How ‘Dave’ Delivered the Best Television Episode of the Year
Photo source: Ray Mickshaw/FX

How ‘Dave’ Delivered the Best Television Episode of the Year

‘Hype Man,’ the show’s breakout…

Dave, FXX’s semi-autobiographical comedy about Dave “Lil Dicky” Burd’s pursuit of hip-hop glory, wrapped its first season last night as one of the most-watched new comedies in the network’s history. On the surface, a White rapper landing a prestige-adjacent show — let alone one executive produced by Kevin Hart and Scooter Braun, among others — is a testament to the privilege that many White creators enjoy, even when participating in a culture they did not create. But Dave succeeded creatively by treating its protagonist as just one character in an ensemble, delivering strong moments by bringing others to the foreground.

In fact, Dave’s biggest accomplishment wasn’t the 5 million viewers it averaged each episode, or its ability to snag guest appearances from Young Thug, YG, Charlamagne Tha God, and others. It was delivering an urgent conversation about mental health in the Black community.

The fifth episode, “Hype Man,” appears to focus on Burd’s anxiety about the biggest gig of his young career: opening for Meek Mill. However, the story soon reveals itself to be about GaTa (pronounced like “gator”), Burd’s real-life friend and hype man, and his struggle with bipolar disorder. Through flashbacks, the episode depicts in unflinching detail how the condition has affected GaTa’s life, from its early manifestations to the moment he’s forced to open up about it in the present. It illustrates the highs of GaTa’s mania and the crushing lows of his depression — along with the shame and stigma he carries.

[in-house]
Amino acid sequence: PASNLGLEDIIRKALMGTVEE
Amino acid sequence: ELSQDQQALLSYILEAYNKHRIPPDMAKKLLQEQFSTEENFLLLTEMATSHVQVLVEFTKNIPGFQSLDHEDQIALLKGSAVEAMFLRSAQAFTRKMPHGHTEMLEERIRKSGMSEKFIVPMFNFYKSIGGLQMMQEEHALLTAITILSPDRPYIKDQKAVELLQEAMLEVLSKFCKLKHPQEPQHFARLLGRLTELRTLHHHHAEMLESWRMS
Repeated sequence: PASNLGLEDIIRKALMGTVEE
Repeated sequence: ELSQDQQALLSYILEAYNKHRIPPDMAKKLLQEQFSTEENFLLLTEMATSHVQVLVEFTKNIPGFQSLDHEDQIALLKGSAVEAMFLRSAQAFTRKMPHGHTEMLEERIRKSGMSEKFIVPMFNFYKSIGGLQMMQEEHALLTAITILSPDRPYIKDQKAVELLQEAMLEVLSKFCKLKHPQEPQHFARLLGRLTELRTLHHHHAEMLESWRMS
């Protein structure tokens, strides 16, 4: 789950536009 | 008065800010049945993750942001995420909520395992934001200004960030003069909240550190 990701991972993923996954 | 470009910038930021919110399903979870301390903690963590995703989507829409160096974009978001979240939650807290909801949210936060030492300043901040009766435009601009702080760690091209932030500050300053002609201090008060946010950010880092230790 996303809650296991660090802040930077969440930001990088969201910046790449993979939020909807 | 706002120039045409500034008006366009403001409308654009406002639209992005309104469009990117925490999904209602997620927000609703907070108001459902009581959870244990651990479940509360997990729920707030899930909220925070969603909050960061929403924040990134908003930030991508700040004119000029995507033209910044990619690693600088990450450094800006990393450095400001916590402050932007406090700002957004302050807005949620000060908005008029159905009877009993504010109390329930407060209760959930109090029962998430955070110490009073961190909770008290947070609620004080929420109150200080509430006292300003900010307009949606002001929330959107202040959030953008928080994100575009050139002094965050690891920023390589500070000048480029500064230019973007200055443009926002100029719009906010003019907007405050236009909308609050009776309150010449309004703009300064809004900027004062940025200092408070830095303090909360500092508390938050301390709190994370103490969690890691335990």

And it’s all rooted in the rookie actor’s real experiences.

“I was bipolar for a while,” says Davionte “GaTa” Ganter, noting that he was officially diagnosed 10 years ago. “But over all the years of traveling, touring, and always being on the go, I didn’t even know it until I had a manic episode.”

On a show that had already treated viewers to cringe-heavy comedy and in-depth descriptions of Dave’s surgically repaired penis, the weight of the episode was completely unanticipated. It cemented GaTa, who up to that point had been all unflappable confidence and inextinguishable energy, as the show’s emotional anchor and breakout star. But it also established Dave’s depth beyond its quirks.

“There are a few different turning points in the season where it gets really heavy and emotional,” Burd says. “This was the first of its kind — and I think it was the most surprising version.”